Various Social Investment and Social Impact Bond proposals offer similar sums from which their private investors seek a return. It’s worth keeping up to date with the Social Investment Business website.

There is more detail about funding for Community Projects elsewhere on this site. 

ix) Retention of Business Rates

Under new proposals in its Consultation Response to Proposals for Business Rate Retention, on Monday 19 December 2011,  DCLG proposes that councils will be able to retain a greater percentage from the business rates that they generate. It is hoped that the proposals will create incentives for councils to promote local economic growth as they will directly benefit from any increase in rates. Against this, there is increasing concern that the progressive redistribution which operates through the current centralisation of business rates will disappear.

Arising from previous concerns, in its Consultation Response, DCLG now proposes an initial rebalancing of resources using tariffs and top ups, based on previous average income, depending on whether an authority has received more or less in business rates than others. Despite this, there are still concerns about the potential of some areas to raise much more in business rates than others.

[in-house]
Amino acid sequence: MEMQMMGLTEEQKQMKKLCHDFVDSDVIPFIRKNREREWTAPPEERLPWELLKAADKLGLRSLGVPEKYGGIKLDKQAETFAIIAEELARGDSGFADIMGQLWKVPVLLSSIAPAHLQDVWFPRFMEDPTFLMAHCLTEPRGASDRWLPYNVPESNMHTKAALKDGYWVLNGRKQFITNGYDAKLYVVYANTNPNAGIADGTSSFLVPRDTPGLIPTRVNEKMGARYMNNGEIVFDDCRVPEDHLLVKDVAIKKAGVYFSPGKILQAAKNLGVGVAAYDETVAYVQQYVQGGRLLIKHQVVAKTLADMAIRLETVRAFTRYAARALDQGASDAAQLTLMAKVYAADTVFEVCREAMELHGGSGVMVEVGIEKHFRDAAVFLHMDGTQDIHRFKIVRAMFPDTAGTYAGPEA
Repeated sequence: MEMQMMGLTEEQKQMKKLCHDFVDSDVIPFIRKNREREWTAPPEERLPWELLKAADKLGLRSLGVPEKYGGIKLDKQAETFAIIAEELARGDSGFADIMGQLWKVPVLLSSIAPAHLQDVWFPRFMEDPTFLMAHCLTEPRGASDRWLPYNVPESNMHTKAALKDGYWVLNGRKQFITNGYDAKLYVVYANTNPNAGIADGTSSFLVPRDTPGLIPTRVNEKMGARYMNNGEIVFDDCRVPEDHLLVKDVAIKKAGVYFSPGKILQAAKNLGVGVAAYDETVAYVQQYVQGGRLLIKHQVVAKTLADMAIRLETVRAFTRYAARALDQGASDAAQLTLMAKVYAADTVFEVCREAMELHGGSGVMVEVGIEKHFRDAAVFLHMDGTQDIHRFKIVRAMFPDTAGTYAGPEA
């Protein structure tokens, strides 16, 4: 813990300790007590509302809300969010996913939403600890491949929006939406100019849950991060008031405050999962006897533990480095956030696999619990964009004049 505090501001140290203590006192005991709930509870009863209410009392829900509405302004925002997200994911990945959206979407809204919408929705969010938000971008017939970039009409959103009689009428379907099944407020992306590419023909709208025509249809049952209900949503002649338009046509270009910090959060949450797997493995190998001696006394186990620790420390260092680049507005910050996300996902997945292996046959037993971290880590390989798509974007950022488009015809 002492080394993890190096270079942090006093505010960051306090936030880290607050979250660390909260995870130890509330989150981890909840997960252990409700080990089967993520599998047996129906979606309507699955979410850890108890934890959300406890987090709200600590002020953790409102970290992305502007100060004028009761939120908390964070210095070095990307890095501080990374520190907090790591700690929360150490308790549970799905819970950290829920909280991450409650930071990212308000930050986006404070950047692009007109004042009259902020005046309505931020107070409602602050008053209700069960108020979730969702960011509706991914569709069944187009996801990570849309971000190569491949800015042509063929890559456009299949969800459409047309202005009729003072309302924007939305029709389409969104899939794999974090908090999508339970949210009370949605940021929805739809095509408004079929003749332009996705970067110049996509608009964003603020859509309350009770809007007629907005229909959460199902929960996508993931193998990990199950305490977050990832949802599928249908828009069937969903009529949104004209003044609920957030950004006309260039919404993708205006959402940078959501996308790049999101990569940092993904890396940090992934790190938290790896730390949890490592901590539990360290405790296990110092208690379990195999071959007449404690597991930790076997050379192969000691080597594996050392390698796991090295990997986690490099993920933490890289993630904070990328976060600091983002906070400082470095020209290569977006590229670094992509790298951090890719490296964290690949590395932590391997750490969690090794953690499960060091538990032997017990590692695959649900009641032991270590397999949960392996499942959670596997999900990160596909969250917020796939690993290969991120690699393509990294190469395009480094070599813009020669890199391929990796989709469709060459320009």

Local authorities will be able to come together to form a pool, with scope to generate additional growth through collaborative effort and to smooth the impact of volatility across a wider economic area.


1) Core Cities

Throughout these difficult times, the Government’s designated eight Core Cities of Birmingham, Bristol, Leeds, Liverpool, Manchester, Newcastle, Nottingham and Sheffield will have more direct access to funding.

Unlocking Growth in Cities” – launched by Nick Clegg in Leeds on Thursday 08 December 2011 – heralded a series of ‘tailored deals’ between Core Cities and Central Government. There was no talk of a “second wave” for the rest. And some are predicting that only Core Cities will be able to bid for Tax Increment Financing in the new Local Government Finance Bill, published on Tuesday 20 December 2011.